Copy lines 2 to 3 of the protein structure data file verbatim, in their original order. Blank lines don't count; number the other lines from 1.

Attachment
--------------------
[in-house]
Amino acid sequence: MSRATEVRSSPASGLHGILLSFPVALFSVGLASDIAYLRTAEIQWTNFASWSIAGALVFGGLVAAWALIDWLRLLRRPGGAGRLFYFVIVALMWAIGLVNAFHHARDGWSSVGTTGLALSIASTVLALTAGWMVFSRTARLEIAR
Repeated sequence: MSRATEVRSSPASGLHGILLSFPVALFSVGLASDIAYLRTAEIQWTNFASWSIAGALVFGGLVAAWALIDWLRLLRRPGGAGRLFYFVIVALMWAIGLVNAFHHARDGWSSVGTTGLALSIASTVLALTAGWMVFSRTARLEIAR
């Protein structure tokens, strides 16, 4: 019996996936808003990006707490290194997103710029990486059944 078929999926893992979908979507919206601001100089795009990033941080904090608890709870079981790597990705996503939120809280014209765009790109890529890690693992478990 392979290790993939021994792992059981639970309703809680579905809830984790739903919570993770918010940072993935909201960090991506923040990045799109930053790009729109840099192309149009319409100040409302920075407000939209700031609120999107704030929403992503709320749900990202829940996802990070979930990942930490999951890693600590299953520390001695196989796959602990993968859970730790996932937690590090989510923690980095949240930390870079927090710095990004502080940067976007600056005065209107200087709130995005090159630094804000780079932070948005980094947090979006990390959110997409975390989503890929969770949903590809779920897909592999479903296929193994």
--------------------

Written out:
Amino acid sequence: MSRATEVRSSPASGLHGILLSFPVALFSVGLASDIAYLRTAEIQWTNFASWSIAGALVFGGLVAAWALIDWLRLLRRPGGAGRLFYFVIVALMWAIGLVNAFHHARDGWSSVGTTGLALSIASTVLALTAGWMVFSRTARLEIAR
Repeated sequence: MSRATEVRSSPASGLHGILLSFPVALFSVGLASDIAYLRTAEIQWTNFASWSIAGALVFGGLVAAWALIDWLRLLRRPGGAGRLFYFVIVALMWAIGLVNAFHHARDGWSSVGTTGLALSIASTVLALTAGWMVFSRTARLEIAR